What is voiding and does the reflow profile affect it?

Voiding

A phenomenon that occurs in the reflow soldering process.

Bubbles (voids) begin to form in the flowed and solidified solder which make the solder joint hollow to a certain extent.

Cause of voiding

The cause of this phenomenon can be found in the outgassing of substances used in the various components, materials and PCBs. However, the main cause of these voids, which are in fact gas bubbles, is the solder paste used.

Solder paste consists of 2 main components, namely metal powder and flux. The flux contains resins and solvents, among other things, which all gas out when heated. When these gas bubbles have not left the liquid tin they become trapped in the solidified mass during the solidification of the solder. Especially in places under components it is extra difficult for the gases to escape because gases tend to move vertically.

How to reduce voiding

To reduce this problem, there are reflow ovens and vapour phase reflow systems on the market that generate a negative pressure or vacuum during the liquid phase, which ‘sucks’ the gas bubbles out.

The voiding can be avoided by adjusting the temperature profile. A zone of constant temperature is then created below the melting temperature of the solder. This allows the outgassing solder flux to escape without immediately becoming trapped in the liquid tin. Depending on the type of solder paste, this method has more or less effect.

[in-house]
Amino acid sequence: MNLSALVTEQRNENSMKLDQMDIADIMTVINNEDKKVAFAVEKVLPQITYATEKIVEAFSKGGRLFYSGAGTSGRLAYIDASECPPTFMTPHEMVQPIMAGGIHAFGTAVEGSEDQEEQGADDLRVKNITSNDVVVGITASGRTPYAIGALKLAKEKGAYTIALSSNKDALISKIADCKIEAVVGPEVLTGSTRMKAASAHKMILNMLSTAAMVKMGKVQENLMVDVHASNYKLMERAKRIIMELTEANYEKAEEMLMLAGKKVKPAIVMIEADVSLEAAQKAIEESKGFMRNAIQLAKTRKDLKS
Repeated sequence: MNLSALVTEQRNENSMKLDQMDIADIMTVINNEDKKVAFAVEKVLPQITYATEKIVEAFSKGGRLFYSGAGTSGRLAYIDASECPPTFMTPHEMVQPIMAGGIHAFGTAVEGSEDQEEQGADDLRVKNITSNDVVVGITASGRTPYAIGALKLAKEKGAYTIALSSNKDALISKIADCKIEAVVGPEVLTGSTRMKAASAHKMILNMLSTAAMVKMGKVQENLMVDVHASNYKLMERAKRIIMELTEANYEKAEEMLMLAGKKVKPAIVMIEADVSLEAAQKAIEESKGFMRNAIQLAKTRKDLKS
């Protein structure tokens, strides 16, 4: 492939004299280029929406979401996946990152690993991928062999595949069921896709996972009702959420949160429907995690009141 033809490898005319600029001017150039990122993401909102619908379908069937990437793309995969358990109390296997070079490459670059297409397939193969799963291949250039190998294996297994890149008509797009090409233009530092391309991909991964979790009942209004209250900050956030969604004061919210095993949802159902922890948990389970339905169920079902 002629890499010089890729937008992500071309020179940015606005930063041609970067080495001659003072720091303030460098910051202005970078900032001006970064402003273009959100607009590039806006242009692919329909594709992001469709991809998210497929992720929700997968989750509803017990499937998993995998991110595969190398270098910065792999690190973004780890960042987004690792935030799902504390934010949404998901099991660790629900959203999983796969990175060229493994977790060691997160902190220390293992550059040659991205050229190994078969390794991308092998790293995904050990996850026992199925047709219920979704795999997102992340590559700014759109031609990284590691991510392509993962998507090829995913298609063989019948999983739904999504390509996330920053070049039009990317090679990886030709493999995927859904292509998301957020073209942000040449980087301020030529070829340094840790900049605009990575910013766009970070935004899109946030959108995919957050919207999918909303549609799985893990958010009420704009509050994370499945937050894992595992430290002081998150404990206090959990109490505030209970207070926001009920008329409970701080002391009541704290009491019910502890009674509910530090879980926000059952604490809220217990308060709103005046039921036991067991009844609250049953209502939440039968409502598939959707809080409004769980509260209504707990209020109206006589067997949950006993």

Solder paste

Solder pastes can be specially designed and formulated to reduce outgassing. These solder pastes will, under the same conditions, show far fewer voids than standard solder pastes.

Interflux® DP 5505 solder paste is a low voiding solder paste. With GlobalPoint PTP reflow trackers and software, recording and adjusting temperature profiles becomes child’s play.

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– Written by Bart van de Lisdonk

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